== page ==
Five automative companies have raised, or plan to raise, more than Rs 3,000 crore in two weeks in an effort to replenish working capital funds as the nation prepares to see-off the 40-day lockdown on May 3.
Non-convertible debentures (NCD) and convertible preference shares (CPS) have become the preferred method for the auto industry for raising capital at a time when efforts are being made to get the closed factories humming again.
The companies have been forced to dig into their cash reserves to pay salaries, settle vendor bills and dealer payments, interest on loans and a variety of other fixed costs.
Truck and carmaker Tata Motors has proposed to issue NCDs of Rs 1,000 crore for which a duly constituted committee of the board will hold a meeting on May 5, the company informed on April 28.
The Mumbai-based company is the largest employer in the automotive space in India and has six factories (in Gujarat, Maharashtra, Uttarakhand, Karnataka, Uttar Pradesh and Jharkhad) excluding two factories running under subsidiaries.
Sources say that Tata Motors, like its peers, is forced to have a relook at its capital expenditure (typically around Rs 4,000 crore on a stand-alone basis) and go aggressively after cost cutting since there is no immediate respite in sight from the slowdown triggered by the coronavirus pandemic.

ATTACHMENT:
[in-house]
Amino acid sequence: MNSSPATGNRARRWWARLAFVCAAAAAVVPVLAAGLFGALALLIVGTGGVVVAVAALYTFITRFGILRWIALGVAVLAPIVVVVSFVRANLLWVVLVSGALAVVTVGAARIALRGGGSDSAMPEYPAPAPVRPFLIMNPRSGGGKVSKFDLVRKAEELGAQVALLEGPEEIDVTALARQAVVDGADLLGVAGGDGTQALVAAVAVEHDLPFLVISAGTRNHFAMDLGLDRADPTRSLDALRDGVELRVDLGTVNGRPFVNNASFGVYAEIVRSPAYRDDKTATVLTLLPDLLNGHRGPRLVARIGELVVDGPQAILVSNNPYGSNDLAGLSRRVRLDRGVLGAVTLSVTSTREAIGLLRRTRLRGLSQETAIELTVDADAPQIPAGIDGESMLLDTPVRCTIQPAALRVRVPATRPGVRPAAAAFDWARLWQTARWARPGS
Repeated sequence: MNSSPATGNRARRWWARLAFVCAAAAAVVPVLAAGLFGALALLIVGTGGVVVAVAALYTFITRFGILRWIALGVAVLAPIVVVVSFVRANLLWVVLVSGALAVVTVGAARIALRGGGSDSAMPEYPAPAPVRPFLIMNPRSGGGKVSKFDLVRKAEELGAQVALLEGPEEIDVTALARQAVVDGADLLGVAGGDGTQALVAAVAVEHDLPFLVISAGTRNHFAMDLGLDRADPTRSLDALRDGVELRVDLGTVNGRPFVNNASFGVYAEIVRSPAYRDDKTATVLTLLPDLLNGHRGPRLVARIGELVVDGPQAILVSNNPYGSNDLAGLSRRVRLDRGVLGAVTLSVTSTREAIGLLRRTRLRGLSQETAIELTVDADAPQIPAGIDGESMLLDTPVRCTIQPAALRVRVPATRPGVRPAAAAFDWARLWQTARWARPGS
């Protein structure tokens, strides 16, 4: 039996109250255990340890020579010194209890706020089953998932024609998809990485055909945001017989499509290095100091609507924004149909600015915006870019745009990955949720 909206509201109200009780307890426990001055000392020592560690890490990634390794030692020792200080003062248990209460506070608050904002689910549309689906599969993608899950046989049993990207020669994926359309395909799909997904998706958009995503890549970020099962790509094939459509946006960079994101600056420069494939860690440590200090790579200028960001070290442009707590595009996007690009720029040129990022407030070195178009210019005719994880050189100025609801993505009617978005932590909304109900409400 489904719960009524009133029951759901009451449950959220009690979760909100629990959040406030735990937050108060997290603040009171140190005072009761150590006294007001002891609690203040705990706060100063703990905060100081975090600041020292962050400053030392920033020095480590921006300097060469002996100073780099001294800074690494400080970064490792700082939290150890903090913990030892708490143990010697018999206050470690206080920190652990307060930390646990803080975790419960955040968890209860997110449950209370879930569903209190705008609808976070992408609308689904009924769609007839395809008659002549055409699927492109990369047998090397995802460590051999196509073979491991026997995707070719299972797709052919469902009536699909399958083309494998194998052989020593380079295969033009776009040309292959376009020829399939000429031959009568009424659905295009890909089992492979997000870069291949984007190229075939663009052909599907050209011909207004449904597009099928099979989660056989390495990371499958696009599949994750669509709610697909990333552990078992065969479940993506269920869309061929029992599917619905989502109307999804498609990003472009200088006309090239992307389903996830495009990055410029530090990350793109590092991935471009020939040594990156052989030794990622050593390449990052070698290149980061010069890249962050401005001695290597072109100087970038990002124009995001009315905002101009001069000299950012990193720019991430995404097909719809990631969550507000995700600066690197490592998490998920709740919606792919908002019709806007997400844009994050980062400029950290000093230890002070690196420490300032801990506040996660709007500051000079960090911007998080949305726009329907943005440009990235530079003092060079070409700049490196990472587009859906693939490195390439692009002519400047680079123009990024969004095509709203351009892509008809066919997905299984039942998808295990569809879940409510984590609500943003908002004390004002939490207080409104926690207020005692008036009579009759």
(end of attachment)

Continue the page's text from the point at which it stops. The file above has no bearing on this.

Tractor and sports utility vehicle (SUV) specialist Mahindra & Mahindra (M&M) has successfully raised Rs 1,000 crore in NCDs issued on a private placement basis.
M&M has already talked about some belt tightening this year as far as spending in concerned besides rescheduling of deliveries of new products caused due to disruption in parts supplies because of COVID-19.
TVS Motor Company, Apollo Tyres and Motherson Sumi Systems have each raised a minimum of Rs 500 crore through NCDs and CPS. Each of these companies has been engaged in some corporate activity such as acquisition or restarting of production.
While Chennai-based TVS bought UK’s Norton Motorcycles in an all-cash deal totaling Rs 153 crore Apollo Tyres has restarted three of the six plants it has in India and abroad whereas a fourth plant is expected to commence production this week.
Motherson Sumi Systems, India’s biggest auto parts manufacturer, has ramped up production from its 27 plants in China which were shut down due to the outbreak. Motherson’s clients including Audi, Daimler and Volkswagen have restarted production activities before placing orders for components with the Delhi-based company.
Though there is uncertainty about vehicle demand for the next few quarters there is expectation about a pent up demand firing in the initial few weeks of resumption of sales from showrooms.